Talarico earned his undergraduate degree from Lehigh University with a major in Chemical Engineering, was awarded a Master of Business Administration degree from Fairleigh Dickinson University with a major in Management and received a J.D. from New York Law School. He worked as a Vice President / Sales Executive at Chase Manhattan Corporation. He served as a member of the Borough Council in Oradell, New Jersey.
Talarico was chosen by Republican county committee members in February 1997 to fill the vacancy created when Patrick Roma stepped down from office to take a seat as a judge on the New Jersey Superior Court. He was elected to a full term in the Assembly in 1997 together with Rose Marie Heck of Hasbrouck Heights, and the two were re-elected in 1999. In redistricting following the 2000 Census, Talarico was relocated to the 39th Legislative District and came in third in the 2001 Republican primary behind Charlotte Vandervalk and John E. Rooney. In the Assembly, Talarico served as Vice Chair of the Senior Issues and Community Services Committee and as a member of the Law and Public Safety Committee.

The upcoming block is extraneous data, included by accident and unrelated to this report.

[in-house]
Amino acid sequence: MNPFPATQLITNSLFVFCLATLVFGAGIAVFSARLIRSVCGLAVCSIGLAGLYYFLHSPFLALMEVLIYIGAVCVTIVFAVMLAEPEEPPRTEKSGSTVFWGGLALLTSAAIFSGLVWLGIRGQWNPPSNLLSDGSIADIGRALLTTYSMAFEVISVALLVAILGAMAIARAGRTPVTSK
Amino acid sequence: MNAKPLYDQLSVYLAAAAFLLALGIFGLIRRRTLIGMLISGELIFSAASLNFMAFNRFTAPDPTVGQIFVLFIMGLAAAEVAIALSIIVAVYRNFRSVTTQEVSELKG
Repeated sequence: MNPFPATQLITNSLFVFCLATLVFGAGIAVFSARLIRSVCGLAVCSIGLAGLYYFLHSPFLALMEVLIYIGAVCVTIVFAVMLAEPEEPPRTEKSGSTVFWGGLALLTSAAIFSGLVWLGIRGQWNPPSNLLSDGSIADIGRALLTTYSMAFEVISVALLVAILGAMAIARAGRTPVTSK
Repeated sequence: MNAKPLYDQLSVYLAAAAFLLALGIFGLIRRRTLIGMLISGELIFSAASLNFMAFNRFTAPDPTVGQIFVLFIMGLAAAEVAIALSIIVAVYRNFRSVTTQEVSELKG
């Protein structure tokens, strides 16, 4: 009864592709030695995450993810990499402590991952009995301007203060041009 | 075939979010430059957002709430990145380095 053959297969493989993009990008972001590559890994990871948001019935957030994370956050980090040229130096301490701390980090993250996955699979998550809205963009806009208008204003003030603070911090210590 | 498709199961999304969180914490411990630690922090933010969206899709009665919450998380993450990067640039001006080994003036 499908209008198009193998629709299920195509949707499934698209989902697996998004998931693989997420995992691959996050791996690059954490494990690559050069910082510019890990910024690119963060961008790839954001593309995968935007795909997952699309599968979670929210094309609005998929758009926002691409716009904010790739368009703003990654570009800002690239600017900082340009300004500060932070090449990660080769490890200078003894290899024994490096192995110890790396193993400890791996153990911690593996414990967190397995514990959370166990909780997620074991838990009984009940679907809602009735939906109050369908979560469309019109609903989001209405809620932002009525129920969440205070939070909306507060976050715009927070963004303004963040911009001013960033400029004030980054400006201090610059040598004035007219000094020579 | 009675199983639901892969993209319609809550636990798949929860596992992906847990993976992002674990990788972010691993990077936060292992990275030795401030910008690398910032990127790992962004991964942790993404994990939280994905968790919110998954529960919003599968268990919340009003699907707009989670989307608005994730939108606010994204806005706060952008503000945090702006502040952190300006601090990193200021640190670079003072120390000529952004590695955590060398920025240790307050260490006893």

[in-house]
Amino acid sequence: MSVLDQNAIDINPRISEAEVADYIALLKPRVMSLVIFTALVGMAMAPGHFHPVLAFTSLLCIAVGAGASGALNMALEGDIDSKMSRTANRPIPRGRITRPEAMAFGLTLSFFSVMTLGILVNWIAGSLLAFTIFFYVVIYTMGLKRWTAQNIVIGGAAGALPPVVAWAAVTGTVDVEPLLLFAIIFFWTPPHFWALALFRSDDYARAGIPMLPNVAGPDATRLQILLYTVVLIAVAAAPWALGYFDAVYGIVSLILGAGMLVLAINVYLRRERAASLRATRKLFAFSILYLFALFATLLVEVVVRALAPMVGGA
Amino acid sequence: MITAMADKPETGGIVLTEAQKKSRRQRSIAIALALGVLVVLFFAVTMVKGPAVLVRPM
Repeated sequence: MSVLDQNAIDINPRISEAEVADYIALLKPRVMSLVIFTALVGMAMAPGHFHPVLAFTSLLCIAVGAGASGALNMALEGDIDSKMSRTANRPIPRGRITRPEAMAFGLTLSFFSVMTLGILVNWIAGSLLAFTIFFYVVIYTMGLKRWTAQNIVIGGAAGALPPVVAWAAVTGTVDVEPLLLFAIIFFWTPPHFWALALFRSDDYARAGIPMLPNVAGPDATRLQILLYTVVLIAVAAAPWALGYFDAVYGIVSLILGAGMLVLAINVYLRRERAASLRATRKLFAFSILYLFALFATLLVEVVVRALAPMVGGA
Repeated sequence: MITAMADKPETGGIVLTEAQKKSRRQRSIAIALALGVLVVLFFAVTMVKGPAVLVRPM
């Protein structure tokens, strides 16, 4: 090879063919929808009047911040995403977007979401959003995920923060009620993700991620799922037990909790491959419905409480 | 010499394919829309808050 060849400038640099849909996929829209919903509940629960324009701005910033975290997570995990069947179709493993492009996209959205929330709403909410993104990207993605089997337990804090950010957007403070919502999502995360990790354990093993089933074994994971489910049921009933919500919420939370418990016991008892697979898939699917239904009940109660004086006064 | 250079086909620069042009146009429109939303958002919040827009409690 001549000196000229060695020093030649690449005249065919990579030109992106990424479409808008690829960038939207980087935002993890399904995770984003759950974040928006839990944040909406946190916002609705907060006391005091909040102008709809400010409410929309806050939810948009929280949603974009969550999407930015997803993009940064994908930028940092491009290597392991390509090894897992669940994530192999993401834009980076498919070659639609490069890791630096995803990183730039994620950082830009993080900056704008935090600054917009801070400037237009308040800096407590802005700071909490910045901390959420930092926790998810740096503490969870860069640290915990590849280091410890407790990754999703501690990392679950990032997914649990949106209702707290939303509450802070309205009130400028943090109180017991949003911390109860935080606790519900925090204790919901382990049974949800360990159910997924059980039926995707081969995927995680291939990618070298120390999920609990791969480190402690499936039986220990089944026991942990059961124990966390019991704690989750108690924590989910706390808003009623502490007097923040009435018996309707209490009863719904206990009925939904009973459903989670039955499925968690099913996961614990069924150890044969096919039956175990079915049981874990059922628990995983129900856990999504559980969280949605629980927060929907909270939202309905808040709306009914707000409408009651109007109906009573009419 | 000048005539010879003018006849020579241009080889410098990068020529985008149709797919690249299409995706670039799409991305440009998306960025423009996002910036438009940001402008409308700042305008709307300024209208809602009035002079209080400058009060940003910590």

In August 1998, Talarico sponsored a bill that would require commitment for those with mental health issues if it is determined that it is likely that they will commit future crimes.
- Assemblyman Guy F. Talarico at the Wayback Machine (archived February 25, 1998), New Jersey Legislature. Accessed June 13, 2010.
- Morley, Hugh R. "3 VIE FOR GOP NOD TO FILL ROMA ASSEMBLY SEAT", The Record (Bergen County), January 31, 1997. Accessed June 13, 2010.
- Fitzgerald, Thomas J. "GOP TAPS TALARICO FOR ASSEMBLY -- ORADELL LAWYER REPLACES ROMA", The Record (Bergen County), February 2, 1997. Accessed June 13, 2010.
- NJ Assembly 38 - History, OurCampaigns.com. Accessed June 13, 2010.
- NJ General Assembly 39 - R Primary, OurCampaigns.com. Accessed June 13, 2010.
- Staff. "METRO NEWS BRIEFS: NEW JERSEY; Whitman Approves Bills Focusing on Sex Offenses", The New York Times, August 13, 1998. accessed June 13, 2010.
- Smothers, Ronald. "ON POLITICS; The Mixed Messages of the Primaries", The New York Times, June 10, 2007. Accessed June 13, 2010.